In addition to the startups, big tech keeps adding tens of thousands of jobs with the relocation of Oracle’s corporate headquarters to Austin, and HP moved its corporate headquarters to Houston.

Austin has also seen a slew of new projects such as Elon Musk’s new Tesla Cyber truck plant that is expected to employ as many as 10,000 workers. Apple is also finishing up its billion-dollar campus expansion in Austin. Google has announced plans to invest $40 million in Texas this year, according to Engineer’s data on his slides.

And SpaceX is building a manufacturing facility in Austin.

Samsung is also hiring 40,000 people, primarily in Texas and Australian-based Canva, valued at $15 billion, is expanding in Austin.

The rate and pace of everything is accelerating in Austin, said Kip McClanahan, general partner of Silverton Partners.

“Texas, in general, and Austin, in particular, is as wild and wooly as we’ve ever seen,” McClanahan said.

Deal size has also taken a big step-up, moving from an average $8 million funding deal in 2016 and 2017 to $12 million in 2018 through 2020 and jumping up to $21 million in 2021, according to Pitchbook-National Venture Capital Association Venture Monitor data.

In Texas, round size is also expanding especially with Series B funding reaching $37.1 million, up 283 percent from 2017’s $9.7 million. Series A funding rounds have grown to $10.6 million, up 42 percent from 2017’s $7.5 million. And seed-stage funding rounds have grown to $3.3 million in 2021, up 93 percent from $1.7 million in 2017.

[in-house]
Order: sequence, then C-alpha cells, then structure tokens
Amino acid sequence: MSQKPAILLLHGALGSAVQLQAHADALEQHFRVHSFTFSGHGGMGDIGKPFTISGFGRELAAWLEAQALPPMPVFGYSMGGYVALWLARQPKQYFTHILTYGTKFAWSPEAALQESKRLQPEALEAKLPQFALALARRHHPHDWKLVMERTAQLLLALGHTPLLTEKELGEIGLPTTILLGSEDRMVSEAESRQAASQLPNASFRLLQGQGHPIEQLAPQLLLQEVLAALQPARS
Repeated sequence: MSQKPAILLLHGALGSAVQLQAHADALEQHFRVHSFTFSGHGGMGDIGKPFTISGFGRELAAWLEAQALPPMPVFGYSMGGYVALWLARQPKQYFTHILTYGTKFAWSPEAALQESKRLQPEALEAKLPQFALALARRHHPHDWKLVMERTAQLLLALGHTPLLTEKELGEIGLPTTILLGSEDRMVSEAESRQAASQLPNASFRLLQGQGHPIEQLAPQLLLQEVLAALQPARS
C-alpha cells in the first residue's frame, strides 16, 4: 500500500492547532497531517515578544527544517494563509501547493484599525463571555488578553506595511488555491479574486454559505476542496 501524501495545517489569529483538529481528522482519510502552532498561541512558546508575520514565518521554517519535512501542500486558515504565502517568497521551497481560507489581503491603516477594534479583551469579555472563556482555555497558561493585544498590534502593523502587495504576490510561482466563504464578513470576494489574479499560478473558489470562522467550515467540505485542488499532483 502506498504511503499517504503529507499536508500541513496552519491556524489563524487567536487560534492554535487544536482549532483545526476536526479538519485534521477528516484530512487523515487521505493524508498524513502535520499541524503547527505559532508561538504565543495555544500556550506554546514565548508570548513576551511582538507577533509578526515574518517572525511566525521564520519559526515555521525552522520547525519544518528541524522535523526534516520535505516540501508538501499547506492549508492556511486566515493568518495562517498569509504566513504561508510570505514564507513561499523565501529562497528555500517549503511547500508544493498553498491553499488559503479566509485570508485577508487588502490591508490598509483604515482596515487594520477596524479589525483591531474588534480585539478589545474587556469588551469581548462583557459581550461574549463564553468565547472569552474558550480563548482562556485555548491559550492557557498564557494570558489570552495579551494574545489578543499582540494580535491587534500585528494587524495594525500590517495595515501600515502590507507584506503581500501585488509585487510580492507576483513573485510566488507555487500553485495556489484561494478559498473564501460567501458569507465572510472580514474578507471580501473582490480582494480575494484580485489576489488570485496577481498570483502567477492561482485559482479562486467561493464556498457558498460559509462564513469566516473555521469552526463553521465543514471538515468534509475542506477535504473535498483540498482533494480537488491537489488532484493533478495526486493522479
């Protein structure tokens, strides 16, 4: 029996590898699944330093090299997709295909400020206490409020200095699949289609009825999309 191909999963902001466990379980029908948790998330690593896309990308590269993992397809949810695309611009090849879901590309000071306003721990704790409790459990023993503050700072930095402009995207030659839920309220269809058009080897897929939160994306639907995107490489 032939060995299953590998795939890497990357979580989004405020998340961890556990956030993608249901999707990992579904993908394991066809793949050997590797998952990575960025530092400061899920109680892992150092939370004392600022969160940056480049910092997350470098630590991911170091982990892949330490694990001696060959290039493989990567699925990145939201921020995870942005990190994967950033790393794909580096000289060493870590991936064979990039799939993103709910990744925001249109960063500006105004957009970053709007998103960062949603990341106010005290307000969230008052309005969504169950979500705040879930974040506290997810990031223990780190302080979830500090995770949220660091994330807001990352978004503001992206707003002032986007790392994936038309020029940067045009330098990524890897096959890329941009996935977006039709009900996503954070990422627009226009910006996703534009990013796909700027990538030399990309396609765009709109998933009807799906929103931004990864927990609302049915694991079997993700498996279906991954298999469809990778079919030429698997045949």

In 2021, two locally backed companies have had initial public offerings: Alkami, backed by S3 Ventures and Wild Basin, in April, and Disco, backed by LiveOak Venture Partners, in July.

In addition, Texas has five startups that have reached unicorn status this year, meaning they are valued at more than $1 billion. They are EverlyWell, The Zebra, Firefly, Axiom Space, and Workrise.

Another Texas trend is there is more local venture capital than ever, Engineer said. Some of the recent firms to move into the Austin market include 8VC, Breyer Capital, Mithril, Sapphire Ventures, Firebrand, Capstar, Moneta Ventures, CAVU Venture Partners, and Trust Ventures. There is $25 billion worth of assets under investment in the Austin area, according to Engineer’s research.

And it doesn’t look like it’s going to slow down, Ball with Next Coast Ventures said. The quality and quantity of deals are high, and the market is competitive, decisions are being made faster and that’s good for entrepreneurs, he said.

COVID slowed things down initially but that didn’t last, said McClanahan with Silverton Partners. Work from home arrangements, Zoom, and telecommuting have led to higher productivity and efficiency with its portfolio companies, he said. They spend less time traveling and more time getting work done, he said.

“We see our portfolio, on the whole, performing significantly better,” he said.

Everyone has become more pragmatic about having disparate teams and not having everyone under the same roof, Srinivasan said. Large companies have demonstrated how they can be successful operating on a remote basis and early-stage companies can do that as well, he said.